How to Photograph Lightning
The capturing of thunderstorms is within the grasp of any photographer with a basic SLR camera. All that's required is a "B" or bulb setting (and almost every SLR made has one of these, or a "T" setting which is even better), a tripod, and a lockable shutter release.
I also have a sturdy water and dustproof covering which I throw over the camera whilst on the tripod when all hell breaks loose and I'm running for shelter.Carrying the tripod during a violent thundersquall is like carrying a lightning rod!!
Because of the unpredictable nature of thunderstorms, it can be extremely frustrating to achieve that 'special' photograph. You need to be patient, persistent and get to understand the relationship that exists between:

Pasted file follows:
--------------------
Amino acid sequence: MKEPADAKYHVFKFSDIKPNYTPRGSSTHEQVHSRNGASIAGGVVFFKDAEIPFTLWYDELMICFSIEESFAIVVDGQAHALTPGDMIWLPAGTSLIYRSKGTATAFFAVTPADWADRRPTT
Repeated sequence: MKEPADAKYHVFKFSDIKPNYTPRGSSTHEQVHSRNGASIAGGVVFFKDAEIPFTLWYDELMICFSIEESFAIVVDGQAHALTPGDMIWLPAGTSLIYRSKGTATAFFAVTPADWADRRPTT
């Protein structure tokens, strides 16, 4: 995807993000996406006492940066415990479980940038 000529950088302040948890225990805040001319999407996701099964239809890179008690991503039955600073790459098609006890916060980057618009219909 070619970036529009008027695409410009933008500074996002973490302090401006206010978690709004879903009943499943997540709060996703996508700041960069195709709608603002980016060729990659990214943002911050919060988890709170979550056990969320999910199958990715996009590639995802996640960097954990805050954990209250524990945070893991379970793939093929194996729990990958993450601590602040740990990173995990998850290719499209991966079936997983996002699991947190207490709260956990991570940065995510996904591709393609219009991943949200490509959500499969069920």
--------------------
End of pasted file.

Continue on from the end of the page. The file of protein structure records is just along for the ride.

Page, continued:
- the intensity of the storm,
- the lens you use,
- the speed of the film used,
- the aperture selected, and
- the length of exposure.
As a general rule, use an exposure time of about 5 minutes and with ISO 64 film use an aperture of:
- f11 for lightning within 2 miles (3 kms),
- 5.6 for lightning up to 10 miles (16 kms) away, and
- f4 for lightning over 10miles away.
To calculate the distance, count the time elapsed between the lightning flash and the thunderclap; 5 seconds equals about 1 mile (1.6 kms).
At the first mention in the weather reports of the chance of "thundery showers" or thunderstorms, I start my preparation.
I have a number of locations selected that I can photograph at short notice, depending, on the direction that the storm is coming from. When it is apparent that the storm is approaching, I contact the Weather Bureau to determine its intensity, size, direction and rate of travel. This then determines which location I'll set myself up at.